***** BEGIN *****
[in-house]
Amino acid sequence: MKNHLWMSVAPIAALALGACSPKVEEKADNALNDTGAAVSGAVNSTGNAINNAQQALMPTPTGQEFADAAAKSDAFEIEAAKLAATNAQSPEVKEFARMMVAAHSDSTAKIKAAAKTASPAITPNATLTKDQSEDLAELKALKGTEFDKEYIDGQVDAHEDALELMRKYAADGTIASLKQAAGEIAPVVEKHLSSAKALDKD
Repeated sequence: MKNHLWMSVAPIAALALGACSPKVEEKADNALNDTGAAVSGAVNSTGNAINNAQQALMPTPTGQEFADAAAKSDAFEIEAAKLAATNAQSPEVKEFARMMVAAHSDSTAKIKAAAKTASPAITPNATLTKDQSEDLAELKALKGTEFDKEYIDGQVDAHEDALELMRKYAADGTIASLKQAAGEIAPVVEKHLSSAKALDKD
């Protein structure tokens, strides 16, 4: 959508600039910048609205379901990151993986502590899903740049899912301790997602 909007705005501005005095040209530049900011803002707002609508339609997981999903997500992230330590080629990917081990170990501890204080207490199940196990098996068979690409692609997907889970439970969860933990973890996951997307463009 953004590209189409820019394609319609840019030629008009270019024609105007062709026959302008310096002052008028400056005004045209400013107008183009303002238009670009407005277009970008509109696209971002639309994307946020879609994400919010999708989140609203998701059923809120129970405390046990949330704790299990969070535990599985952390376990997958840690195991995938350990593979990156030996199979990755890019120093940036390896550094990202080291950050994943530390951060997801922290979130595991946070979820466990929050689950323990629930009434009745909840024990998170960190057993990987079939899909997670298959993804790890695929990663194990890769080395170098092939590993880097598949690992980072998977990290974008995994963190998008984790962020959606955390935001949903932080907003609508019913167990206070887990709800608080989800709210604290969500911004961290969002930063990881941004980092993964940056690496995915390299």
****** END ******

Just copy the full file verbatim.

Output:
[in-house]
Amino acid sequence: MKNHLWMSVAPIAALALGACSPKVEEKADNALNDTGAAVSGAVNSTGNAINNAQQALMPTPTGQEFADAAAKSDAFEIEAAKLAATNAQSPEVKEFARMMVAAHSDSTAKIKAAAKTASPAITPNATLTKDQSEDLAELKALKGTEFDKEYIDGQVDAHEDALELMRKYAADGTIASLKQAAGEIAPVVEKHLSSAKALDKD
Repeated sequence: MKNHLWMSVAPIAALALGACSPKVEEKADNALNDTGAAVSGAVNSTGNAINNAQQALMPTPTGQEFADAAAKSDAFEIEAAKLAATNAQSPEVKEFARMMVAAHSDSTAKIKAAAKTASPAITPNATLTKDQSEDLAELKALKGTEFDKEYIDGQVDAHEDALELMRKYAADGTIASLKQAAGEIAPVVEKHLSSAKALDKD
């Protein structure tokens, strides 16, 4: 959508600039910048609205379901990151993986502590899903740049899912301790997602 909007705005501005005095040209530049900011803002707002609508339609997981999903997500992230330590080629990917081990170990501890204080207490199940196990098996068979690409692609997907889970439970969860933990973890996951997307463009 953004590209189409820019394609319609840019030629008009270019024609105007062709026959302008310096002052008028400056005004045209400013107008183009303002238009670009407005277009970008509109696209971002639309994307946020879609994400919010999708989140609203998701059923809120129970405390046990949330704790299990969070535990599985952390376990997958840690195991995938350990593979990156030996199979990755890019120093940036390896550094990202080291950050994943530390951060997801922290979130595991946070979820466990929050689950323990629930009434009745909840024990998170960190057993990987079939899909997670298959993804790890695929990663194990890769080395170098092939590993880097598949690992980072998977990290974008995994963190998008984790962020959606955390935001949903932080907003609508019913167990206070887990709800608080989800709210604290969500911004961290969002930063990881941004980092993964940056690496995915390299």